Although it has been a number of years since MPs have had a down-and-out battle over firearms, a new round in the fight over who should and who shouldn’t have guns in Canada is now underway.
The Trudeau government is vowing to ban military-style assault rifles as part of election promises made last year. Legislation putting the ban in effect is expected to come before Parliament this session.
Whether opponents of the move to ban the rapid-fire weapons will be successful in stopping the Liberals’ plans remains anyone’s guess.
What is certain is that, come what may, the two sides in the firearms debate are unlikely to find any middle ground when the dust finally settles, if it ever does.
For his part, Public Safety Minister Bill Blair says the government is ready to move forward with its plans.
“The prohibition of the assault-style rifles I think is an important step that perhaps could be accomplished in the near term,” said Blair.
“The arrangements on any potential buyback (of assault rifles) will take a little bit more time because I think it’s really important that we get good value for the expenditure of taxpayers’ dollars and, at the same time, I’m very mindful that we’re dealing with law-abiding Canadians.”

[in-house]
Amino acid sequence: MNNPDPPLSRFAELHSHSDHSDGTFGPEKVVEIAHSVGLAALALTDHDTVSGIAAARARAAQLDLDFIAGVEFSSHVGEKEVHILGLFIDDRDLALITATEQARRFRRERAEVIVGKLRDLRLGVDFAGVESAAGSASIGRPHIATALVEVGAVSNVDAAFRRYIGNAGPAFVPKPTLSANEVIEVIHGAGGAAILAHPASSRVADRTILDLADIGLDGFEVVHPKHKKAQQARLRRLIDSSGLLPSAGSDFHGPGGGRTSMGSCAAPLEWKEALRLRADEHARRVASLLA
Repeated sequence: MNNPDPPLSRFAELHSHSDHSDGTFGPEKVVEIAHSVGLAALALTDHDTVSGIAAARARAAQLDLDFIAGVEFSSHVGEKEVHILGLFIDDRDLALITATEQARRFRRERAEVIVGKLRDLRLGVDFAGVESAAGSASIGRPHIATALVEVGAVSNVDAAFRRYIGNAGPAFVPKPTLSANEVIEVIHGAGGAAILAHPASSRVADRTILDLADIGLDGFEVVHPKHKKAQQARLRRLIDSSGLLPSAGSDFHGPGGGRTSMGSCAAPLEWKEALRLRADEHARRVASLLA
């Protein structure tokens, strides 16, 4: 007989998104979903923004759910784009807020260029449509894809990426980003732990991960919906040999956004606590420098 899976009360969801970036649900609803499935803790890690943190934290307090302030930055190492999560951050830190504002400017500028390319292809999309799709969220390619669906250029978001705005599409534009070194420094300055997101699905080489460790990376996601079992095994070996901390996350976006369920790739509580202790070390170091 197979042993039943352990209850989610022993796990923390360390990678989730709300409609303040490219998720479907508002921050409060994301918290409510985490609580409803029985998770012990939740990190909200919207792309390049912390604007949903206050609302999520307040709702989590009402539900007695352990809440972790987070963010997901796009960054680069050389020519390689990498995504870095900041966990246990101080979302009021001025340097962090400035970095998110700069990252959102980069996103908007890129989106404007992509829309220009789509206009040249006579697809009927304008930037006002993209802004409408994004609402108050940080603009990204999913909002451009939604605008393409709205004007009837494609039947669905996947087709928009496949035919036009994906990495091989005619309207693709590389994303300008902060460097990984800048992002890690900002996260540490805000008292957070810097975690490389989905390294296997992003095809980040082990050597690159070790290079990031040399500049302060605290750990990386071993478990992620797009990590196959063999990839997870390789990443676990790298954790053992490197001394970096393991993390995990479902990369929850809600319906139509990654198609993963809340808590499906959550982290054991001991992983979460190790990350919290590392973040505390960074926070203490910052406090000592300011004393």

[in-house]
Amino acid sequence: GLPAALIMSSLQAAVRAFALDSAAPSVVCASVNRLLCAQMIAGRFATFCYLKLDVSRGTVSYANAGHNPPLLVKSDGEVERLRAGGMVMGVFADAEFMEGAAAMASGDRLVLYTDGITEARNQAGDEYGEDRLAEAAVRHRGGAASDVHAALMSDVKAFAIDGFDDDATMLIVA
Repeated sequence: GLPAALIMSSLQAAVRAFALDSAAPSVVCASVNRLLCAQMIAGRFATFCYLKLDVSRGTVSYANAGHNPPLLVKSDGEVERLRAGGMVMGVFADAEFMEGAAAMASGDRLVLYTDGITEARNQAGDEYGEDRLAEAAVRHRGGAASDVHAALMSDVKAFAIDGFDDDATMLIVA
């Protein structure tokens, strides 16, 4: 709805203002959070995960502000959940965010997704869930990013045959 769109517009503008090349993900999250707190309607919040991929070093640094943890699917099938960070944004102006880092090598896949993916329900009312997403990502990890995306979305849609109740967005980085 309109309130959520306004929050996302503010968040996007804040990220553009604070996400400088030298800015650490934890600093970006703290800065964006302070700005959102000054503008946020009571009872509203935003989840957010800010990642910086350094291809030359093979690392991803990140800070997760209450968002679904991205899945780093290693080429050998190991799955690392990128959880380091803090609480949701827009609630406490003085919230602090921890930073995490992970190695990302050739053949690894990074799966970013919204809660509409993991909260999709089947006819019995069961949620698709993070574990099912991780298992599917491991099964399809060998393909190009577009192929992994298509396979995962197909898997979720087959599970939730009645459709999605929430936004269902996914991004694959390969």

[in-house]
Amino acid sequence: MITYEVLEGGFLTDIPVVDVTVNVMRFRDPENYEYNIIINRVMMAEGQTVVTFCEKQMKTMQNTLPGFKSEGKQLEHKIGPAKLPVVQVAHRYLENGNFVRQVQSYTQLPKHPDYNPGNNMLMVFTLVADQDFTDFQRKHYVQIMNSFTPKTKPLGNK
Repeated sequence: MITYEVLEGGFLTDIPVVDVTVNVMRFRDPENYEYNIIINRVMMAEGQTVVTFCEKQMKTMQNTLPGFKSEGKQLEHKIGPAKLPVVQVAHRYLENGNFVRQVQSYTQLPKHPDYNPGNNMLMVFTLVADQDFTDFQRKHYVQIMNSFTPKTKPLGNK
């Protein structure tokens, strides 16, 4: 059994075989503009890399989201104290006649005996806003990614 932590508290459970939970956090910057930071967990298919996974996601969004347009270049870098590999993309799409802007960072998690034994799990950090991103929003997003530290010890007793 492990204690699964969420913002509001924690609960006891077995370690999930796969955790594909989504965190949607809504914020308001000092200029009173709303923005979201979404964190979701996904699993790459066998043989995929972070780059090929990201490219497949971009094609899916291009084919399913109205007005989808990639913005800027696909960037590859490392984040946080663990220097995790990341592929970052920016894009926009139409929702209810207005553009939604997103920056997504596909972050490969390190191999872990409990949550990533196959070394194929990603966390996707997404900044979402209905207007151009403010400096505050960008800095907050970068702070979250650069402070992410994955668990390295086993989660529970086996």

Opponents of the proposed ban are already actively trying to stop it. One such effort is a petition being spearheaded by Conservative MP Glen Motz, his party’s shadow minister of public safety.
“The Liberals’ policies are targeting law-abiding firearms owners instead of criminals and gangs which are the real issues,” said Motz. “It’s much harder and more difficult to go after gang members and the illegally trafficked firearms, but that is the difficult work that Conservatives have always been prepared to do.
“Canadians want action on crime, action on gangs, and action on illegal firearms, and they want it now.”
The latest in the long line of battles over gun control in Canada is now underway. Anyone care to guess how it will turn out?Dan Singleton is an editor with the Mountain View Albertan.